2) We have a "You can't be what you can't see" problem caused by sexism. With the exception of the Women's History Month posters we trot out, little girls and boys don't see women in public life: they're not on currency, not in statuary, not in historical imagery, not really visible in current photographs of powerful hierarchies in our culture (political, corporate, religious). Equal numbers of boys and girls want to grow up to be president until the age of seven. After that, girls start losing confidence or interest. Coincidentally, it's just around the time that they also start learning history, being subjected to marketing and advertising stereotypes, become more exposed to sexist and misogynistic portrayals of girls and boys. But that stuff's not important. What's important is the message being sent to women that it's their own fault that they don't run, don't have confidence in their abilities and don't vote. It has nothing to do with sexism, bias, media power, education and culture. They're just born undermining themselves. My husband is now asking me to stop slamming my head against the wall because it's only the first week of of the year and it's a leap year.
- According to lawmakers (male and female), women legislators make the political process more transparent and public.
- Women bring a alternative style of advocacy, debate, and behavior to the legislative floors.
- Unlike their male colleagues, women in legislative and executive posts are mostly motivated by policy goals, not power or prestige.
- Women inclined to nonhierarchical collaboration, consensus building, and inclusion, and they bring that style to politics.
- Women legislators are more likely to rely on constituent perspectives in agenda setting and deliberations.
- The presence of women legislators has a major impact on the extent to which women's interests are represented in legislatures --a fact acknowledged by both female and male lawmakers.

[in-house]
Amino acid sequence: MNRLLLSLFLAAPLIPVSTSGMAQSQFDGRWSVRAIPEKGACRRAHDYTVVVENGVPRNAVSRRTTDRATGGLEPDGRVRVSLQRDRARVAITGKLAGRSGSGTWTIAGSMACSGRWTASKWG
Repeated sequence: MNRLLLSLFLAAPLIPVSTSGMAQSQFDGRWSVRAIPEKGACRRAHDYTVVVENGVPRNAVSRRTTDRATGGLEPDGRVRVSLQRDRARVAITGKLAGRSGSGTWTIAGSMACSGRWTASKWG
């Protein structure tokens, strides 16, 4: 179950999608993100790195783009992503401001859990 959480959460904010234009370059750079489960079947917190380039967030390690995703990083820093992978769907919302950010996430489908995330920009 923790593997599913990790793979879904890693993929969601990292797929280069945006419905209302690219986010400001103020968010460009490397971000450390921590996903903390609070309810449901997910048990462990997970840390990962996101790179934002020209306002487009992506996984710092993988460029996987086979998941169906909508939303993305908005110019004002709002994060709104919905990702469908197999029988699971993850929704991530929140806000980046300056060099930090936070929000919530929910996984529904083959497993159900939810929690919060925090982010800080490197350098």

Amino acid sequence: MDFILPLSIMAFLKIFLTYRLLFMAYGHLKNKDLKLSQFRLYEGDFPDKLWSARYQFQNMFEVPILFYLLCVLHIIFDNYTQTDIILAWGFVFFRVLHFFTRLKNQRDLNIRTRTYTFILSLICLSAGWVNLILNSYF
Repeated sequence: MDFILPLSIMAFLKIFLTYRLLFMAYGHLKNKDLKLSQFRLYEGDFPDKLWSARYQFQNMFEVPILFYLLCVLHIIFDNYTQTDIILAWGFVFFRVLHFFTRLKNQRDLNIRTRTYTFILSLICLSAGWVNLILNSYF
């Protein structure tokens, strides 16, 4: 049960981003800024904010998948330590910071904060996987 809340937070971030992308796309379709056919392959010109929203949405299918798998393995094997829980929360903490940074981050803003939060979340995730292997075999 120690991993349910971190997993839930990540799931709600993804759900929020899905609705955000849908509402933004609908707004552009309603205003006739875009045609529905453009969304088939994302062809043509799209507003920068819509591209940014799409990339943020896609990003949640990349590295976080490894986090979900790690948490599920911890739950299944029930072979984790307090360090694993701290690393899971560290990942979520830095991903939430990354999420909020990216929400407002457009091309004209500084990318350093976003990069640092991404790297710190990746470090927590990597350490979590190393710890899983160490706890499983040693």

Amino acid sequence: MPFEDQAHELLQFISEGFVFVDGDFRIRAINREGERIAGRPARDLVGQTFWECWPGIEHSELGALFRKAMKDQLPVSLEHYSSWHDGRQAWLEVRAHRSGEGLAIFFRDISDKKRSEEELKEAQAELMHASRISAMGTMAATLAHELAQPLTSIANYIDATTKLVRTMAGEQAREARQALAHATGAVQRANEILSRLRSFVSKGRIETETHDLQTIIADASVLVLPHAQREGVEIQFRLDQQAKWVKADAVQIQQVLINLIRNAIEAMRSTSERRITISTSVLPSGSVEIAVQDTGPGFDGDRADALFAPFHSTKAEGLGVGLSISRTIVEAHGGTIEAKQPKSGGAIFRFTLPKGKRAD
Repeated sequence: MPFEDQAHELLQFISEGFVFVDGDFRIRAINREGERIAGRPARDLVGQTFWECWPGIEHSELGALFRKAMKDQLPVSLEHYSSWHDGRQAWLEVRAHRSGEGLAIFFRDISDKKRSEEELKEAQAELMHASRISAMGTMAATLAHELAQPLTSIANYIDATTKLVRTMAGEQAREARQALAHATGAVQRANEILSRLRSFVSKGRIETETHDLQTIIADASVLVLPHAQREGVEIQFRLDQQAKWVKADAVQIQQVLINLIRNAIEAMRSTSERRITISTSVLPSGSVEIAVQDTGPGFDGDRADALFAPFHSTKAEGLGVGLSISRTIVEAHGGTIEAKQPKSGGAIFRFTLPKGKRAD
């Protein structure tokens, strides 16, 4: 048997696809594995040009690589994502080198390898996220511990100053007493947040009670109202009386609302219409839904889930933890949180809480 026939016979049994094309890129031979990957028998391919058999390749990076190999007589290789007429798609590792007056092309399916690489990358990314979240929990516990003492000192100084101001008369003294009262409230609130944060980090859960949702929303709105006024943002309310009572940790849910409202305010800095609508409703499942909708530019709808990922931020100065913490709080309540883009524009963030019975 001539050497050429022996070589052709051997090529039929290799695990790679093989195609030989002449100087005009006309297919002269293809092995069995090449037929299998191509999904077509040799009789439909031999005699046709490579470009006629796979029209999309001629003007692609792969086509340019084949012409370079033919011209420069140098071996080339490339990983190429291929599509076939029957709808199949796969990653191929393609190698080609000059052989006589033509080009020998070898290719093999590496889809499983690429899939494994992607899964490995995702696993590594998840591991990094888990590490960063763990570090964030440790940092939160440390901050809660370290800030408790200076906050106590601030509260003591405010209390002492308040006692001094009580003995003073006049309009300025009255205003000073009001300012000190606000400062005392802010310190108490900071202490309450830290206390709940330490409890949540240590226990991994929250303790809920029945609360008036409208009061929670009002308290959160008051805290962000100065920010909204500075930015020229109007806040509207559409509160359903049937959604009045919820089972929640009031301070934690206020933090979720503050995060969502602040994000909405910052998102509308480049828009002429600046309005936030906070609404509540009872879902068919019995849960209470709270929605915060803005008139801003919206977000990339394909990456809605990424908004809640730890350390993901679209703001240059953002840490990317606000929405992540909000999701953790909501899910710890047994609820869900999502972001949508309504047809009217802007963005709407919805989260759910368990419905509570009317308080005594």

- Women legislators are more likely to consider how laws will affect women once enacted.
The number of women running for office, and seeking leadership roles in high schools and colleges declined in 2011. We face a crisis across the board in getting girls and women involved in the political process. After 20 years of a conservative cultural backlash we have a media and entertainment machine optimized to undermine the idea that women can be powerful leaders ... so much so that girls and women doubt the abilities of their own gender.
Correlations between gender equity and economic success, more equitable wealth distribution, reduction of societal violence and measures of populations' happiness are well documented.
Our false sense of superiority and national cultural disinclination to consider gender issues systematically and seriously has real, day-to-day economic ramifications for people. The sluggish traditional, conservative values holding us back in terms of political parity are the same ones that make it difficult for boys and men to adapt to rapidly changing economies, educational demands and family structures and for women to contribute equally to our society.
That's why I think it's unpatriotic and irresponsible to ignore sexism.
We can keep perpetuating these values and cultures or we can Name It Change It. This is actually the name of a non-partisan project of WCF Foundation, Women's Media Center, and Political Parity that is trying to do just that. Go check them out.
Follow Soraya Chemaly on Twitter: www.twitter.com/schemaly